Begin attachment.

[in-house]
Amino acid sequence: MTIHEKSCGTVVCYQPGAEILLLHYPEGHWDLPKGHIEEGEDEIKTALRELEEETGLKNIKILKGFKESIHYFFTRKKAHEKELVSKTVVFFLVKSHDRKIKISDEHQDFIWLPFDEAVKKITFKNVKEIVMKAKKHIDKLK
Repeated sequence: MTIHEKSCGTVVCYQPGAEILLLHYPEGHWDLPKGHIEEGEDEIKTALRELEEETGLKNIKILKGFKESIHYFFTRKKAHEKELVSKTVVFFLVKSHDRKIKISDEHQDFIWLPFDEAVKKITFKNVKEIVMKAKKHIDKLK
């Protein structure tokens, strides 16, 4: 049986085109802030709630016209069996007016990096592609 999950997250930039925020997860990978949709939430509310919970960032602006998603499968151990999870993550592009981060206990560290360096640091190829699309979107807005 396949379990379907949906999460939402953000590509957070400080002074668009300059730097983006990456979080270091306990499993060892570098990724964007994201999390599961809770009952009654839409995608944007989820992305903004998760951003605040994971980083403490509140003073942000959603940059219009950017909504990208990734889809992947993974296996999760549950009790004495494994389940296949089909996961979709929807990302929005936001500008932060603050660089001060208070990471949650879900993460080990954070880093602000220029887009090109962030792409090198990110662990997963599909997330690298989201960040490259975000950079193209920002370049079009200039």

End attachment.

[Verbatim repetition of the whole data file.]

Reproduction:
[in-house]
Amino acid sequence: MTIHEKSCGTVVCYQPGAEILLLHYPEGHWDLPKGHIEEGEDEIKTALRELEEETGLKNIKILKGFKESIHYFFTRKKAHEKELVSKTVVFFLVKSHDRKIKISDEHQDFIWLPFDEAVKKITFKNVKEIVMKAKKHIDKLK
Repeated sequence: MTIHEKSCGTVVCYQPGAEILLLHYPEGHWDLPKGHIEEGEDEIKTALRELEEETGLKNIKILKGFKESIHYFFTRKKAHEKELVSKTVVFFLVKSHDRKIKISDEHQDFIWLPFDEAVKKITFKNVKEIVMKAKKHIDKLK
């Protein structure tokens, strides 16, 4: 049986085109802030709630016209069996007016990096592609 999950997250930039925020997860990978949709939430509310919970960032602006998603499968151990999870993550592009981060206990560290360096640091190829699309979107807005 396949379990379907949906999460939402953000590509957070400080002074668009300059730097983006990456979080270091306990499993060892570098990724964007994201999390599961809770009952009654839409995608944007989820992305903004998760951003605040994971980083403490509140003073942000959603940059219009950017909504990208990734889809992947993974296996999760549950009790004495494994389940296949089909996961979709929807990302929005936001500008932060603050660089001060208070990471949650879900993460080990954070880093602000220029887009090109962030792409090198990110662990997963599909997330690298989201960040490259975000950079193209920002370049079009200039």